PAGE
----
Are the protagonist and antagonist of the Gospel of Matthew dynamic or static, round or flat characters? How do these characters change or remain the same throughout the story? What happens to make the character change or remain static?

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First, one should note the Gospel according to Matthew is not a literary work, but instead a religious text in the form of a biography. This means it doesn't really follow the conventions of traditional literary works and many of the terms of literary criticism are inappropriate to it. Instead,...

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First, one should note the Gospel according to Matthew is not a literary work, but instead a religious text in the form of a biography. This means it doesn't really follow the conventions of traditional literary works and many of the terms of literary criticism are inappropriate to it. Instead, Biblical scholars tend to prefer rhetorical analysis, as biography, in the period in which this work was composed, was considered part of epideictic rhetoric

The protagonist of the work is Jesus. Although he appears as a baby in the beginning of the work and an adult at the end, he is not a traditionally dynamic character, as he is treated as the incarnate logos, who exists eternally, takes human form, and then returns to his heavenly origins. Although as the Son of Man, he does exhibit human form and occasional elements of humanity, his divine nature makes him neither a fully rounded nor flat character in a conventional literary sense, but rather something different than either because he has a divine or metaphysical interiority rather than a human psychology. His choices are ordained in advance by various prophecies, and as such are not really choices; they are often accounted for simply as necessary to fulfill prophecies. Since Jesus has complete and perfect foreknowledge of all of the events in the text, one can't really think of his being affected by experiences in the way a purely human character would be.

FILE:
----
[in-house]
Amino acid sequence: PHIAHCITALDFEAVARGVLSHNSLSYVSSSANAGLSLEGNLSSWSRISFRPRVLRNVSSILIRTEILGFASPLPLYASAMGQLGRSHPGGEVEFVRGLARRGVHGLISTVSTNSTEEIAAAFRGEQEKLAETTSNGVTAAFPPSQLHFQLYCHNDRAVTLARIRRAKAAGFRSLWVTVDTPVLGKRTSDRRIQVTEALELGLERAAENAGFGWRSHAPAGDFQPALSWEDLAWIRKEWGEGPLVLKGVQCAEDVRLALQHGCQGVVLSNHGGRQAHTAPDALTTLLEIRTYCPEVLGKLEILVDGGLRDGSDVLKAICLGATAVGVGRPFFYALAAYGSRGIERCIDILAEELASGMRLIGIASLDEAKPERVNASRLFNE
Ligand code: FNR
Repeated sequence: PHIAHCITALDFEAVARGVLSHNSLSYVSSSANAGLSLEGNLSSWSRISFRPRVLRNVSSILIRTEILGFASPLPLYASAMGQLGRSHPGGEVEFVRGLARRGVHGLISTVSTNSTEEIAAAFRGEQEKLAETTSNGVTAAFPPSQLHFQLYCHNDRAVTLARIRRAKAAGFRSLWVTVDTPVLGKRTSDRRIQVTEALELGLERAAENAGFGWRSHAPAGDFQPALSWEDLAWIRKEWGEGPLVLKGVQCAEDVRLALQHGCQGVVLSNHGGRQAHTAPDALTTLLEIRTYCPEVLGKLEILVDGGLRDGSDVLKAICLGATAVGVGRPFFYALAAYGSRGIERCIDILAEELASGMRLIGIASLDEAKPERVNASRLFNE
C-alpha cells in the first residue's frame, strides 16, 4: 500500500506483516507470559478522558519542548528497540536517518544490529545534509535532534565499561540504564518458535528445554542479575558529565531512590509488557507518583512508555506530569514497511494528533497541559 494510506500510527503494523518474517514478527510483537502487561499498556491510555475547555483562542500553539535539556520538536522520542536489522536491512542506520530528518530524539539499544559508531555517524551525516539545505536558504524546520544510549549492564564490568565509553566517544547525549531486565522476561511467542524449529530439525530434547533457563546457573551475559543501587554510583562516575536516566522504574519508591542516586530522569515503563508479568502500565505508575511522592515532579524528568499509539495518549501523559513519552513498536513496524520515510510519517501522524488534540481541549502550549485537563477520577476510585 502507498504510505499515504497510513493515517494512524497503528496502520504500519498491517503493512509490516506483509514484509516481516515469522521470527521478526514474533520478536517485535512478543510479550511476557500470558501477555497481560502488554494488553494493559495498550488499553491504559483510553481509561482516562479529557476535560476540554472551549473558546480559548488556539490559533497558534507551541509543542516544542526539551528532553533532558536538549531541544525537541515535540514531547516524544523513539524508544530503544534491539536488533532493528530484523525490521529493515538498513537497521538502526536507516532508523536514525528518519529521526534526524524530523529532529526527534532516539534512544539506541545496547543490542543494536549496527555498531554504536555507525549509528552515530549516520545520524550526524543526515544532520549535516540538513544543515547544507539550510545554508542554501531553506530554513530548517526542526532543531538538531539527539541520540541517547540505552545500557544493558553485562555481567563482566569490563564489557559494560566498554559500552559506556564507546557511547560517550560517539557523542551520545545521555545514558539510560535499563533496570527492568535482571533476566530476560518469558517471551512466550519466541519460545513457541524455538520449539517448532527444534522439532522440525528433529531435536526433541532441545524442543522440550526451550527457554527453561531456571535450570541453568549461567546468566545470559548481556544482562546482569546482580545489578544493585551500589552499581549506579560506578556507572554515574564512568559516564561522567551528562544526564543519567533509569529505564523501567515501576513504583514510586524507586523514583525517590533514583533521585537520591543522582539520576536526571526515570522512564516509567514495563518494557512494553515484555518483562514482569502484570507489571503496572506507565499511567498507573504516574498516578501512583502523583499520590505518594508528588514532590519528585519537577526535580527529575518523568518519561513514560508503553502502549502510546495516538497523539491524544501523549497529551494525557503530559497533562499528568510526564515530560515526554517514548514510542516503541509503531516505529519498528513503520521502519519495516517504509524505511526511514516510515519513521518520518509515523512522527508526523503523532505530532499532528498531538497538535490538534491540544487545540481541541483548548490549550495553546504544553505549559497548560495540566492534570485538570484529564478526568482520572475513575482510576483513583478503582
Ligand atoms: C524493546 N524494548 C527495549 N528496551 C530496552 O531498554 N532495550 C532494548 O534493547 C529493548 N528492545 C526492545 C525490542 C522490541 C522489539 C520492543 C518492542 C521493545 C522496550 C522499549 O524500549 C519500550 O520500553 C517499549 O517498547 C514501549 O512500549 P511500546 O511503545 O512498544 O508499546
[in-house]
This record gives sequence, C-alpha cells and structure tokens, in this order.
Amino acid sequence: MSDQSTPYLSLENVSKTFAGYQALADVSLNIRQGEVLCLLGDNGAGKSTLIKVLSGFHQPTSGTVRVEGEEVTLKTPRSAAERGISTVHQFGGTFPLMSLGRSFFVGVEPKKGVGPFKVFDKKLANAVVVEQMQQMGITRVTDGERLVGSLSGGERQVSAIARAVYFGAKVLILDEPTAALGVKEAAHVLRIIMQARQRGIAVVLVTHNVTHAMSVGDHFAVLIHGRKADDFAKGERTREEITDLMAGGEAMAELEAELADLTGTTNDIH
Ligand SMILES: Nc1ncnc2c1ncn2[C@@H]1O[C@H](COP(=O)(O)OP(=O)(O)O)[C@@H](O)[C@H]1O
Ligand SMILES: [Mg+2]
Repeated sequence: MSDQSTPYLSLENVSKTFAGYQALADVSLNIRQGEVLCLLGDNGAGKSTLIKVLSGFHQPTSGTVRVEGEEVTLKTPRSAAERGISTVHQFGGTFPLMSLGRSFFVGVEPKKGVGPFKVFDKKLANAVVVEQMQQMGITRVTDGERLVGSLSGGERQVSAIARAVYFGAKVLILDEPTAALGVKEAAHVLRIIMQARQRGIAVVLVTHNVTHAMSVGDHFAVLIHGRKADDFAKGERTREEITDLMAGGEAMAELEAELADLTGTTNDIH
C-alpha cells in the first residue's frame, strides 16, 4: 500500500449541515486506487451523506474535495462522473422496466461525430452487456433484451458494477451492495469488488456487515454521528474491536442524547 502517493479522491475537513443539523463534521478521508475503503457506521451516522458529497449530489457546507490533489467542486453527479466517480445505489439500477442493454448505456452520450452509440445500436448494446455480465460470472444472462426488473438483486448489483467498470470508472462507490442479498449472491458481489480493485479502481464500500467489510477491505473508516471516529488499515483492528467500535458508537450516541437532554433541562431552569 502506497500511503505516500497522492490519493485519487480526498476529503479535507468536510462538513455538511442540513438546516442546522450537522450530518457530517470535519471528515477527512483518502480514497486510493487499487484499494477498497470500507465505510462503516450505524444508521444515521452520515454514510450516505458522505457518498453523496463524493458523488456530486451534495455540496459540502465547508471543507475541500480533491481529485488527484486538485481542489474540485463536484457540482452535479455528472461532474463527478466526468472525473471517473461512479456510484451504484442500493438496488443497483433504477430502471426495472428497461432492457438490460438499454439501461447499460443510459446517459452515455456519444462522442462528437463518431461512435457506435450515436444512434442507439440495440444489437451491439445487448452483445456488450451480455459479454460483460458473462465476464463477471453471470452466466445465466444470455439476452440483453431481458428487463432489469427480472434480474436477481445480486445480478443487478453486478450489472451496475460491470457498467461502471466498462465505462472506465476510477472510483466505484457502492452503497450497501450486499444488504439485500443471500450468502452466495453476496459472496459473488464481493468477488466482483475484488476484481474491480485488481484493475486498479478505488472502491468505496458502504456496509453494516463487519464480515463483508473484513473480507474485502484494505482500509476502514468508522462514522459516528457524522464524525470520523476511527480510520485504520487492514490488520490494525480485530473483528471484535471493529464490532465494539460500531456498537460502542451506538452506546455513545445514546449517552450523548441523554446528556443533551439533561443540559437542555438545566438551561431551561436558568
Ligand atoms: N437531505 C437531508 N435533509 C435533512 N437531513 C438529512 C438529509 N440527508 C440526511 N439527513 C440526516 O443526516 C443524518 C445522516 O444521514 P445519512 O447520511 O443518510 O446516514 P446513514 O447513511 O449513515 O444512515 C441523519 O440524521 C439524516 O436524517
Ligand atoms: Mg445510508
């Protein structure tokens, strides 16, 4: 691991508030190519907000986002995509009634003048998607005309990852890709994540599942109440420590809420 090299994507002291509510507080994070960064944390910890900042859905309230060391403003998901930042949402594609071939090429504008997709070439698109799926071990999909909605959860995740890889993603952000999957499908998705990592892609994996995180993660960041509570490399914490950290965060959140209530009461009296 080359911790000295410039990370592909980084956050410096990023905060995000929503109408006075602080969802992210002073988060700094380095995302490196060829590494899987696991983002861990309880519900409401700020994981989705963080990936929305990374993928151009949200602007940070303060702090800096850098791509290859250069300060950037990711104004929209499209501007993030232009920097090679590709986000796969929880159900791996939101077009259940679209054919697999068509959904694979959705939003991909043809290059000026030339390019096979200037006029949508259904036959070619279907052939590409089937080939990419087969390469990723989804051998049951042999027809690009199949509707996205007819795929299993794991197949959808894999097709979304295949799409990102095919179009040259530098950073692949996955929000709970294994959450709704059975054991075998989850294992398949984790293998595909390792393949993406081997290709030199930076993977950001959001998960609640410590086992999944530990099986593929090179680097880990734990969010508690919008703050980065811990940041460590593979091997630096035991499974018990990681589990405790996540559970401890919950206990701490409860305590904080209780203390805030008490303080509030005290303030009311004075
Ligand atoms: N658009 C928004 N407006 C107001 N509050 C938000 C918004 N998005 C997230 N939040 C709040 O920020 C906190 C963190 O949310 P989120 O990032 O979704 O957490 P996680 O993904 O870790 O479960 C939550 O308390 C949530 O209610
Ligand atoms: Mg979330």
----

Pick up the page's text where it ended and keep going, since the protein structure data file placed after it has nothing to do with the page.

The series of antagonists Jesus encounters, including Herod and Satan, are mainly flat characters, emblems of pure evil. Pilate is an interesting character, neither fully good nor evil, but rather an overworked bureaucrat. Pilate appears too briefly to be considered fully rounded, though. Peter is among the most fully rounded of the disciples in the way he struggles with doubt and pride.

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